The paper envisages examining a particular case of deciding over a meaning of a territory, and over its values and potential, within the perspective of the quest for development. The case has been brought to the Constitutional Court of the Republic of Latvia, and deals with an issue of the land use in a particular territory Kundziņsala in Riga that traditionally has been inhabited by a fishermen community, and recently proposed as a potentially valuable territory for industrial prosperity and economical profits, contradicting the value and meaning the territory has for the community.
This leads to questioning the existing gaps within axiological references of court decisions; with a perspective on the possible paths that legal argumentation might take, considering cultural values of heritage as being interconnected to the potential of developing economy.
Andalusian patios: opportunities and constraints of intangible heritage
Through the analysis of two cases of patrimonial activation of the "Andalusian patios", we want to show how the new heritage typologies, as intangible heritage, are particularly suited to illustrate the fractures and contradictions related to heritagization.
It is known that heritagisation processes illustrate a political arena. The attributed meanings provide legitimacy of use to one or the other collectives, in this sense, we can asset that heritage is an area of conflict and negotiation. We are going to analyze two ethnographic cases of "neighbours houses", better known as "Andalusian patios". These collective housing are organized around the courtyard and were designed for the working classes dwellings. "The Fiesta of the Patios in Cordova" (recently includes in the Representative List of the Intangible Cultural Heritage of Humanity) and "Seville Patios", both of them are processes characterized by the prominence of a group of citizens in the claim and defense of these heritages. From our point of view, the new heritage typologies, as intangible heritage, are particularly suited to illustrate the fractures and contradictions related to heritagization. We can examine fractures associated with disputes between experts, or the difficulties to manage social participation, also those gaps related to interactions between expert discourses and the narratives of different social actors. Linked to these conflicts we will try to advance in the following aspects: a) the intangible dimension and the protocols of the institutions of the heritage and the unchanging concept of conservation/safeguarding; b) the sacredness and transcendence associated with heritage and how constructivist expert discourse interact with social actors narratives; c) how heritage institutions normally consider citizen as an homogeneus whole (and sometimes reducing them to a "community").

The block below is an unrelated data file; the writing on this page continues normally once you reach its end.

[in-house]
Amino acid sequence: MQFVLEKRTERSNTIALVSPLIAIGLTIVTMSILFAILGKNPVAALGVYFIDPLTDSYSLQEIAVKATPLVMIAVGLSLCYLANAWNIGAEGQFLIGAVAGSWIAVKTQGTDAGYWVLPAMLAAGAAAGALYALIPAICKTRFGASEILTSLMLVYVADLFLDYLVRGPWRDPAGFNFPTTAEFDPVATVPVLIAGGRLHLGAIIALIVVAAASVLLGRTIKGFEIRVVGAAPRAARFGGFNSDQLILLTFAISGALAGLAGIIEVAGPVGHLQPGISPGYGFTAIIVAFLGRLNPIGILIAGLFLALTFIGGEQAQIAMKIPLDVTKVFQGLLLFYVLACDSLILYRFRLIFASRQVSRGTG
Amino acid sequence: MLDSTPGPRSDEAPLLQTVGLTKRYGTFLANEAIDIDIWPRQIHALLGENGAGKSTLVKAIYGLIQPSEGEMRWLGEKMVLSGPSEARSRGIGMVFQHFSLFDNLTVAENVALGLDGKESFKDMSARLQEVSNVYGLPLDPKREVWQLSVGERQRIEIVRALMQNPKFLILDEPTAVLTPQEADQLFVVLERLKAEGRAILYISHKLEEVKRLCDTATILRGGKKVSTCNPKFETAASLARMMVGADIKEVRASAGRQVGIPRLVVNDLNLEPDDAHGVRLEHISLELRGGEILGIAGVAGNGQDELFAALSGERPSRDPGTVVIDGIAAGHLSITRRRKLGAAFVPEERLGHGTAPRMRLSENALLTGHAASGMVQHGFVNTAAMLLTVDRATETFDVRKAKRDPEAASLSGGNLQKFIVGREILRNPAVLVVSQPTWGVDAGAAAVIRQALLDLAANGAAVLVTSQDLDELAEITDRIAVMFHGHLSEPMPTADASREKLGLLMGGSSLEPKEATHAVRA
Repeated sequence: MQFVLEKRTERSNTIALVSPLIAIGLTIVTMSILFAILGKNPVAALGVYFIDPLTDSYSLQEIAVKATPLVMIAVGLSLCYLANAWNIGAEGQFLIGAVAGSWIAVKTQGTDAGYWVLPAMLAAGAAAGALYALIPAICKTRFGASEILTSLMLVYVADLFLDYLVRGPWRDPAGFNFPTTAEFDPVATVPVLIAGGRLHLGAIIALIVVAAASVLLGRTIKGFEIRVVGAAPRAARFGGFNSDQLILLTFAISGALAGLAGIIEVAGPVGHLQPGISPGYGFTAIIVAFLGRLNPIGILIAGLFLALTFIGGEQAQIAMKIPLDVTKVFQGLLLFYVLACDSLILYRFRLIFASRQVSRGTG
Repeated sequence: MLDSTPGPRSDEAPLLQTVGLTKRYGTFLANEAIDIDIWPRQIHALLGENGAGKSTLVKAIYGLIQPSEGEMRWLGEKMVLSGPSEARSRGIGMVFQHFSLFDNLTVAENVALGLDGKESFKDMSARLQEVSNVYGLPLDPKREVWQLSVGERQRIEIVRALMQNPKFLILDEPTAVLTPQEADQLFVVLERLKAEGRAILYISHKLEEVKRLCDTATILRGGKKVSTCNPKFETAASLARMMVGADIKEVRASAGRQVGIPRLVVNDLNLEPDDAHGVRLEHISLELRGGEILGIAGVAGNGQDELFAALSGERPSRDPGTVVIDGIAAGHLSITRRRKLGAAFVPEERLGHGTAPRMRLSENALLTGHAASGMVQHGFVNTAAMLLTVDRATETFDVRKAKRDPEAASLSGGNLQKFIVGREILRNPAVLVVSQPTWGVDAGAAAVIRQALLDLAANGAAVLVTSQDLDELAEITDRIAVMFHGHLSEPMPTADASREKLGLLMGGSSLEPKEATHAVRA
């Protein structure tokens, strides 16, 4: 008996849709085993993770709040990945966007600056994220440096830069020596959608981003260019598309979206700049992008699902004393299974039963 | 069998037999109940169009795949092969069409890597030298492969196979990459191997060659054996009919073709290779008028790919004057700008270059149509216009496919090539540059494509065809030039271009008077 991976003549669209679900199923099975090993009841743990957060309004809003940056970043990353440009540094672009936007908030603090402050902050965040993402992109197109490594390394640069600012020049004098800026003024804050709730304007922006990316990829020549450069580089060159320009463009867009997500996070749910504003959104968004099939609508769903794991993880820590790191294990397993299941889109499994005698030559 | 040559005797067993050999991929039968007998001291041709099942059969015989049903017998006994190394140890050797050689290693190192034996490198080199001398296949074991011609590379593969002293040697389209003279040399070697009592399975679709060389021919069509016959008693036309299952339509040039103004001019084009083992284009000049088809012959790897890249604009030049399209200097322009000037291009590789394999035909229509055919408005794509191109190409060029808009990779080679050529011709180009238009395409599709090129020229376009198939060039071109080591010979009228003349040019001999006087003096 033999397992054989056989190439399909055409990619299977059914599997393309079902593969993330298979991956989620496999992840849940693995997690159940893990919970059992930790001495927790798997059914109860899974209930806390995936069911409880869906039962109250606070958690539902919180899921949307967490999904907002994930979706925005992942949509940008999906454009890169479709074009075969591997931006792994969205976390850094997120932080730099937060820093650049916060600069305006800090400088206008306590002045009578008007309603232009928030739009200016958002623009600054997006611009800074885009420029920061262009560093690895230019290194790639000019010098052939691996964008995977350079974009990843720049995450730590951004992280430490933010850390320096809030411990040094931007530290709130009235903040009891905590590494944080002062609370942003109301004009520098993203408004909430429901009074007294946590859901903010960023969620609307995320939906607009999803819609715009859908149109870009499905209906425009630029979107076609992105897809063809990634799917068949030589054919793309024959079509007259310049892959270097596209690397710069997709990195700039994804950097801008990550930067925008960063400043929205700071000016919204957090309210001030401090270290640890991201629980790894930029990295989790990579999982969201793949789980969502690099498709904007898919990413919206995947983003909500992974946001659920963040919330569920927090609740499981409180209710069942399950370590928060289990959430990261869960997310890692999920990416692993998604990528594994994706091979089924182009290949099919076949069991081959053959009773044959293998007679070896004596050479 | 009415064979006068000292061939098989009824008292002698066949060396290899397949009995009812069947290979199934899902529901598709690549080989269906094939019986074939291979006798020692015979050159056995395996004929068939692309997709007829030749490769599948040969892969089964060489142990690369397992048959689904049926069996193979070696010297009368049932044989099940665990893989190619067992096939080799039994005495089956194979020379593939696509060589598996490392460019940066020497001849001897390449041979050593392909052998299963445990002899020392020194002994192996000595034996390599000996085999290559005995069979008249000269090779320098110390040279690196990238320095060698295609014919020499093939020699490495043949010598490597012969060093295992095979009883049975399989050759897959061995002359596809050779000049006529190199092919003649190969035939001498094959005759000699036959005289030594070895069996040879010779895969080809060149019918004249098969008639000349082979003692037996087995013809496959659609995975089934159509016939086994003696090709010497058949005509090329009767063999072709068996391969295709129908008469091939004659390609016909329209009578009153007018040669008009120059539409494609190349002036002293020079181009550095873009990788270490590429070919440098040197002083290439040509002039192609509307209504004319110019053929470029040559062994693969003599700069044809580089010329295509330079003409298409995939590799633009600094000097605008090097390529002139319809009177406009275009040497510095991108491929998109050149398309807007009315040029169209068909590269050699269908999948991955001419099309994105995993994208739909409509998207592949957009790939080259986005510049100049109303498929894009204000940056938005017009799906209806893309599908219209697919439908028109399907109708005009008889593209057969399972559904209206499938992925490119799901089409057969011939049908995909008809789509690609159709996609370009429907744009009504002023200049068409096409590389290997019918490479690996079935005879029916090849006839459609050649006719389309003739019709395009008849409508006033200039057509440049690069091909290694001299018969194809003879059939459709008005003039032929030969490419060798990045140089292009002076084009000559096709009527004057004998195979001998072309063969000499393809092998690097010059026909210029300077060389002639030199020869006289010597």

The tree, the garden, the heritage - how the restoration of a historical garden reveals the divide between policies and grass roots participation
Matters of heritage are constantly changed in the field of social discussion. The situation becomes especially expressive when the domains of "historical-", "natural-" and "individually perceived-"heritage clash. What more, the character of discussion becomes very dynamic because of social media.
This particular case shows how matters of heritage are constantly changed through a social discussion. The situation becomes especially expressive when the domains of "historical heritage", "natural heritage" and "individually perceived heritage" clash. One of the historical gardens in Warsaw is going through a process of restoration in the sense of "restoring its original state". Practically it means dramatic changes in all dimensions: including efforts to reconstruct its shape according to XIX century plans, making new features, massive clearings of old trees and most important: changes in peoples minds. The whole situation has evoked stormy debate.
What more, now the character of such discussions has become very dynamic because of use of social media. The dispute left virtual reality and turned to public protests in the park. This example of a restoration of a public space shows different status of "historical heritage" and "natural heritage". Both socially constructed, but representing non equal values. And another phenomenon: "individually perceived heritage" becomes widely recognizable, shared and defended due to fast communication processes. It reinforces the differentiation of instances able to confirm what can be claimed as a heritage.
This is also an occasion to focus on the still unclear status of trees versus "historical heritage" versus monuments. In this case, inspired and financed by the city, changes are leading to revelation of people's strong attachment to the previous state of the park. They openly claim this space as theirs and recognize the trees as more valuable than a historical version of this park.
Warsaw audioguides and heritagization